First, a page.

Rubio also addressed the controversial issues of same-sex marriage, abortion, and immigration reform. After acknowledging the country’s long history of discrimination against homosexuals, he said he is a supporter of traditional marriage.

“That is the definition of marriage that I personally support — not because I seek to discriminate against people who love someone of the same sex, but because I believe that the union of one man and one woman is a special relationship that has proven to be of great benefit to our society, our nation and our people, and therefore deserves to be elevated in our laws,” he said.

Rubio said abortion is a difficult issue because it involves two competing rights — women’s rights to make choices about their bodies versus the rights of the unborn to live.

“In weighing these two options, I know where I stand: An unborn child should be welcomed into life and protected in law,” he said. “It seems to me a decent, humane society will take tangible steps to help women with unwanted pregnancies even as that society defends an unborn child’s right to live.”

Rubio’s address was co-sponsored by Catholic University’s Institute for Policy Research & Catholic Studies (IPR) and the Ethics and Religious Liberty Commission of the Southern Baptist Convention. It was followed by a panel discussion of analysts and scholars, who offered their own perspectives on the senator’s remarks.

Moderated by Stephen Schneck, director of IPR, the panel included Russell Moore, president of the Ethics and Religious Liberty Commission of the Southern Baptist Convention; Penny Nance, president of Concerned Women for America; Richard V. Reeves, a fellow in economic studies at the Brookings Institution; Brad Wilcox, director of the National Marriage Project; and Sister Ann Patrick Conrad, associate professor of social work at CUA.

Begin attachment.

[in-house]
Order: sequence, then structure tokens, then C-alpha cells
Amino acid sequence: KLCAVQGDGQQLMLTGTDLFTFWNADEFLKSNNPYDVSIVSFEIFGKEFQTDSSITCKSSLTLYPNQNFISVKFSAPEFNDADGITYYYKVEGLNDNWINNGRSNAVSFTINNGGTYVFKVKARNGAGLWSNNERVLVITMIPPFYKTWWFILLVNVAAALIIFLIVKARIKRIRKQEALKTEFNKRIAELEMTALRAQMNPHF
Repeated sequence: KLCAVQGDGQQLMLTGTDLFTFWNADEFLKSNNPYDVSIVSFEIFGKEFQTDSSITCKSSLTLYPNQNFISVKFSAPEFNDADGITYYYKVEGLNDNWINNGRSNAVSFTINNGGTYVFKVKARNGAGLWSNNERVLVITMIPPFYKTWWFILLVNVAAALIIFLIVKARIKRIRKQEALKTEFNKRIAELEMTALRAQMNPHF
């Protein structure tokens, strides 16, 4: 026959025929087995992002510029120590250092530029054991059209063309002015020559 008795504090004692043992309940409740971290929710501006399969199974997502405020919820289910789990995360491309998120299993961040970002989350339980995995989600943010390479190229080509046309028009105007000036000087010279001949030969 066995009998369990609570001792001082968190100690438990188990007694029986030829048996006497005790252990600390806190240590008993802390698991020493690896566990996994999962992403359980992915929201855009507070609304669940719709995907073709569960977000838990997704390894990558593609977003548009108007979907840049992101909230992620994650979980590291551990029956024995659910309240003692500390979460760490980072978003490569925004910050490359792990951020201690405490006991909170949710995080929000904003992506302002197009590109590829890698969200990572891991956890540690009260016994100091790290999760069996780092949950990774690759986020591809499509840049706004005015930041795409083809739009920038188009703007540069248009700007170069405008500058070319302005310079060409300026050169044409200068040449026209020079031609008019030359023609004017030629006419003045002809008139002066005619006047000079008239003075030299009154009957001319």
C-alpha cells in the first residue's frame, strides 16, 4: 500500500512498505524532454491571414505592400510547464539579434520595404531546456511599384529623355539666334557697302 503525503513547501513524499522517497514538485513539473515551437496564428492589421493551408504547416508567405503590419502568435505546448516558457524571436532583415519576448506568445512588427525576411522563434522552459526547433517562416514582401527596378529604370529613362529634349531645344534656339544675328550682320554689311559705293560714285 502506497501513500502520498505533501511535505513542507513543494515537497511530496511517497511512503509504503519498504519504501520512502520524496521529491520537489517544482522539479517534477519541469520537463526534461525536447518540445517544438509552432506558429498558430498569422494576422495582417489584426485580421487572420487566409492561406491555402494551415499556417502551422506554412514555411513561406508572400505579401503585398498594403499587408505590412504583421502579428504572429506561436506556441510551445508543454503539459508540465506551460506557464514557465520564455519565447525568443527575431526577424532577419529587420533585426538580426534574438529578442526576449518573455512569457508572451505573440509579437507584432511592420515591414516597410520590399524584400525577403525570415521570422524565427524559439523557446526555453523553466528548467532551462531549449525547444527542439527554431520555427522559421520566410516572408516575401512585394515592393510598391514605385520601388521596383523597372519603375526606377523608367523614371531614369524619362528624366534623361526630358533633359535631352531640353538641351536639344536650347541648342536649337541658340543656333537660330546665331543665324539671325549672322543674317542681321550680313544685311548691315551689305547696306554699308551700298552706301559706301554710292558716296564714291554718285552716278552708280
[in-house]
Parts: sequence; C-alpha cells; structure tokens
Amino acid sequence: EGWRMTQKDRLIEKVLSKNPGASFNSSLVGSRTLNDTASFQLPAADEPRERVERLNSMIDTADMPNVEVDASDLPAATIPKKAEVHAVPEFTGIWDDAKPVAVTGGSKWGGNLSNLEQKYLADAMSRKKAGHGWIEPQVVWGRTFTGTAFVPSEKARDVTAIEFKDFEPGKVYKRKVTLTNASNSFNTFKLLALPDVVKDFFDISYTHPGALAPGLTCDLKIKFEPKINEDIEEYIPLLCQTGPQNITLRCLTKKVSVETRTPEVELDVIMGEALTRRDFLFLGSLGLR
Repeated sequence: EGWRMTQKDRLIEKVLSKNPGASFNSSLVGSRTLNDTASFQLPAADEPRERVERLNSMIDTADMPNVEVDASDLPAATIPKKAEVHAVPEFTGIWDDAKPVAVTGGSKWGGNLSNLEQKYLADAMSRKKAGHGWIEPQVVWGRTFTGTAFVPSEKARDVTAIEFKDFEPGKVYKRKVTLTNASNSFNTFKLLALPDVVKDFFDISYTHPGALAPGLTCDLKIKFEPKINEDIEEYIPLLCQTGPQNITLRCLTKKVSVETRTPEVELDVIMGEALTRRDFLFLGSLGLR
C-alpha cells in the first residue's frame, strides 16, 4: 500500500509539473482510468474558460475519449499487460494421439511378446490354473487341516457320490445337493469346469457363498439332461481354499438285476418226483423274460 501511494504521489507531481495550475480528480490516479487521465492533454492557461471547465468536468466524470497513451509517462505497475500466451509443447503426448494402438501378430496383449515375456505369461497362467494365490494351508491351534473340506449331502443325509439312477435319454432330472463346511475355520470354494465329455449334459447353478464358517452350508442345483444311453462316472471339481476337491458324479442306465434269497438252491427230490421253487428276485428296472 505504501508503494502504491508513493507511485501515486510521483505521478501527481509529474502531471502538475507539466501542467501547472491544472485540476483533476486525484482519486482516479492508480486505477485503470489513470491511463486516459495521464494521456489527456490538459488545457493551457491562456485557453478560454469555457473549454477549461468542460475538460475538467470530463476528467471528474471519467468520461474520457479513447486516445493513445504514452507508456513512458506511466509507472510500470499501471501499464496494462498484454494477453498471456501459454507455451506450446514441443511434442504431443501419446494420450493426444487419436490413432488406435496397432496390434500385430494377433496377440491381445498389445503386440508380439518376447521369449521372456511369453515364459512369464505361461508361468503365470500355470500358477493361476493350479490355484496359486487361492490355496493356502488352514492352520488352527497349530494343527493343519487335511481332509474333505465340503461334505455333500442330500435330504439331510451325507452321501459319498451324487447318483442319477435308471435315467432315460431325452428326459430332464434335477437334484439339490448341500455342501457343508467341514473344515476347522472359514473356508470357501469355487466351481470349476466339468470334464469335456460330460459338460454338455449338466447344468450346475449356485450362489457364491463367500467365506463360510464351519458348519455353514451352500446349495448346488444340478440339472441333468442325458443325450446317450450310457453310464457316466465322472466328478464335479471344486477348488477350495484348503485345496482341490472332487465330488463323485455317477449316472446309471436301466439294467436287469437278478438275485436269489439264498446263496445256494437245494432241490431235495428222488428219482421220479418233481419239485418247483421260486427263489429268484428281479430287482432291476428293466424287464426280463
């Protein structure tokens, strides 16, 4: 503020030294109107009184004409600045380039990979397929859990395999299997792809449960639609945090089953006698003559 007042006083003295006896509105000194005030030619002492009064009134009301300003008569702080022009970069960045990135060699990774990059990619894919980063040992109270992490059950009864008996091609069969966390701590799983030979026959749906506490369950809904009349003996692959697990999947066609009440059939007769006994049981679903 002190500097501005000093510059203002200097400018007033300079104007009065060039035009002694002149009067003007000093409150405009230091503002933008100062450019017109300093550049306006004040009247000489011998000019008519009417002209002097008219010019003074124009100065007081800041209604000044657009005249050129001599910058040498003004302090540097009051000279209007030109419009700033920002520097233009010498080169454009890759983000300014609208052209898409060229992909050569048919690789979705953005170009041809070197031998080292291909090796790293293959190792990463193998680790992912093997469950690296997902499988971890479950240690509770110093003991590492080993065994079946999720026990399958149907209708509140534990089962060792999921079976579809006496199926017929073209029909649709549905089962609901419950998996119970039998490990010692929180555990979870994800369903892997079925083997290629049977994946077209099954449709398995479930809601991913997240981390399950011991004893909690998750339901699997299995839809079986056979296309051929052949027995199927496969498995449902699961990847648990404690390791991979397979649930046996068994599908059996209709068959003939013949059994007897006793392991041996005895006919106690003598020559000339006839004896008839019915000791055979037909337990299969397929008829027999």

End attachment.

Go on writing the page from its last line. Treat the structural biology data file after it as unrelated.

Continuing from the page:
After Rubio’s speech, Schneck said he was pleased with the way the senator had addressed a range of policy issues. He added that he hopes IPR will host more policy makers and candidates in the future.

“We’re trying to create here at Catholic University a public space, a forum for national candidates and national policymakers to come and address the concerns of this particular university community,” Schneck said. “Back in the 19th century when they founded this place, the bishops of the United States put Catholic University in Washington, D.C., for a purpose and I think that this particular forum was a continuation of that purpose.”

Barrett Duke, vice president of the Ethics and Religious Liberty Commission of the Southern Baptist Convention, said he was pleased with the partnership with IPR.

“I’m especially pleased that Sen. Rubio would pick this venue to describe a way forward for a more perfect union and I want to especially thank all of the panelists who did a fantastic job of helping us unpack and understand the meaning of what Sen. Rubio had to share with us in such a thoughtful and thought-provoking way,” Duke said.